Finally, both the user interface backend 210 of the CRC 112 and the tagging data backend 222 of the tagging data controller 130 may further provide APIs 215 and 224 to the user interface 202 for performing functions in the dashboards 204 and 206. For example, other data resources not drawn in FIG. 1 and FIG. 2 may be provided to the user interface 202 via the APIs 215 and 224.

FIG. 3 shows an example implementation of a processing circuitry 301 for implementation of the resource controller processing circuitry 116, the tagging controller processing circuitry 118, or a processing circuitry in the remote operator device 150 of FIG. 1. The processing circuitry 301 includes communication interfaces 302, system resources 304, and input/output (I/O) interfaces 306. The I/O interfaces 306 may include graphical user interfaces (GUIs), touch sensitive displays, voice or facial recognition inputs, buttons, switches, speakers and other user interface elements. Additional examples of the I/O interfaces 306 include microphones, video and still image cameras, headset and microphone input/output jacks, Universal Serial Bus (USB) connectors, memory card slots, and other types of inputs. The I/O interfaces 306 may further include magnetic or optical media interfaces (e.g., a CDROM or DVD drive), serial and parallel bus interfaces, and keyboard and mouse interfaces.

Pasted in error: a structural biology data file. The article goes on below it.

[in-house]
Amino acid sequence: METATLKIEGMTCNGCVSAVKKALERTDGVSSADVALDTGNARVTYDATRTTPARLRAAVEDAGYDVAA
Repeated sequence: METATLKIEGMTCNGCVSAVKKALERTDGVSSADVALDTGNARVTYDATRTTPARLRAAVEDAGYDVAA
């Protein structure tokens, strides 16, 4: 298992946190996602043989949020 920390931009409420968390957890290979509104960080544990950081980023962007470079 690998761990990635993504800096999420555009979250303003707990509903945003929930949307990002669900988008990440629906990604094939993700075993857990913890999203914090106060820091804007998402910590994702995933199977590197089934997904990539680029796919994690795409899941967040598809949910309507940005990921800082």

The communication interfaces 302 may include wireless transmitters and receivers (“transceivers”) 312 and any antennas 314 used by transmission and receiving circuitry of the transceivers 312. The transceivers 312 and antennas 314 may support Wi-Fi network communications, for instance, under any version of IEEE 802.11, e.g., 802.11n or 802.11ac. The communication interfaces 302 may also include wireline transceivers 316. The wireline transceivers 316 may provide physical layer interfaces for any of a wide range of communication protocols, such as any type of Ethernet, data over cable service interface specification (DOCSIS), digital subscriber line (DSL), Synchronous Optical Network (SONET), or other protocol.